A Woman to Know: Leona Vicario

My actions and opinions have always been extremely free. — Leona Vicario

(image via Wikimedia)

After Leona's well-to-do parents died in the early 1800s, she put her inheritance and social connections to immediate use: funding the independence movement in her native Mexico City. As a member of Los Guadalupes, a secret society of rebel informants, Leona collected intel from high-society parties and passed intelligence on to the fighters. She channeled money from her many bank accounts to pay for ammunition, rescues and more.

But Leona wasn't only a socialite operating behind a mansion gate; she also aided the movement as a well-sourced journalist. She partnered with her husband, Andrés Quintana Roo, to get her reporting to Los Guadalupes and other rebel groups. They used Andrés's family's printing presses to distribute political pamphlets and independence literature.

But in 1817, government forces traced the materials back to Leona. The Spanish imprisoned her in a convent prison, where she stayed for months of questioning. Eventually, three rebels disguised themselves as Spanish officers and arranged for her escape. When she safely returned to Mexico City, Leona picked up her independence work. When she and her husband were again captured four years later, they negotiated for amnesty.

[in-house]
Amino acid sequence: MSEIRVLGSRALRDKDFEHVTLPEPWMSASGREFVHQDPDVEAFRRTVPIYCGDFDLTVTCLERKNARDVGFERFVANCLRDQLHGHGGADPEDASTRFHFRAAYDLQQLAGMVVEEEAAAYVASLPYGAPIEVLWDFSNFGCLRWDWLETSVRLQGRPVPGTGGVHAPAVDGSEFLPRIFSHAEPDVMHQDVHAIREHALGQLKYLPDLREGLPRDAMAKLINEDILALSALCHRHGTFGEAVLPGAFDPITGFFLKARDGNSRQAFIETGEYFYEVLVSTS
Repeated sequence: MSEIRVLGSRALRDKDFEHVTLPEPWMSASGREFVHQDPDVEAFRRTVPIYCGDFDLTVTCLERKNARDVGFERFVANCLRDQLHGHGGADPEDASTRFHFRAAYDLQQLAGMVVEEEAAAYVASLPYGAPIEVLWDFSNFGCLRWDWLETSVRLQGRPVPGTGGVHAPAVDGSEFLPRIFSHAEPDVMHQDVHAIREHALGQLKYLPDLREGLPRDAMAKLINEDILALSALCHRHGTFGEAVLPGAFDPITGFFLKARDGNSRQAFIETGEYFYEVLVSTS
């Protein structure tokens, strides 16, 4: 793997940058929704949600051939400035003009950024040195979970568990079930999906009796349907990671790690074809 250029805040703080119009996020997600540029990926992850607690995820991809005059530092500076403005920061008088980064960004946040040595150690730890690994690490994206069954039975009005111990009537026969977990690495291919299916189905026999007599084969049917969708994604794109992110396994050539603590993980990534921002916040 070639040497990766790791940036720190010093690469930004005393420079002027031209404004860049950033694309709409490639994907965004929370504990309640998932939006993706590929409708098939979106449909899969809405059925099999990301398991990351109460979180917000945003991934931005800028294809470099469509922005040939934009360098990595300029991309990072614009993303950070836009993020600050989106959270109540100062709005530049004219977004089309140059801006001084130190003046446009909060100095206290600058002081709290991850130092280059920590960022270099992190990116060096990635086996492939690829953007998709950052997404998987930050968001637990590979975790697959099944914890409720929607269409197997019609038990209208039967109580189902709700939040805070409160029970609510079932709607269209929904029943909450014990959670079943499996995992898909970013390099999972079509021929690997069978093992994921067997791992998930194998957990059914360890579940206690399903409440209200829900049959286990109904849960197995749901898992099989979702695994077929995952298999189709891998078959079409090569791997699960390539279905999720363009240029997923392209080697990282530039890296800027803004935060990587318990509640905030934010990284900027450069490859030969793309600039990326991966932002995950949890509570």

After Mexico won its independence, the government awarded Leona a new estate in Mexico City, as repayment for her work for the movement. When she passed away in 1842, the new Mexican government posthumously honored her with a lavish funeral, even awarding her the prestigious title of "Distinguished and Beloved Mother of the Homeland."

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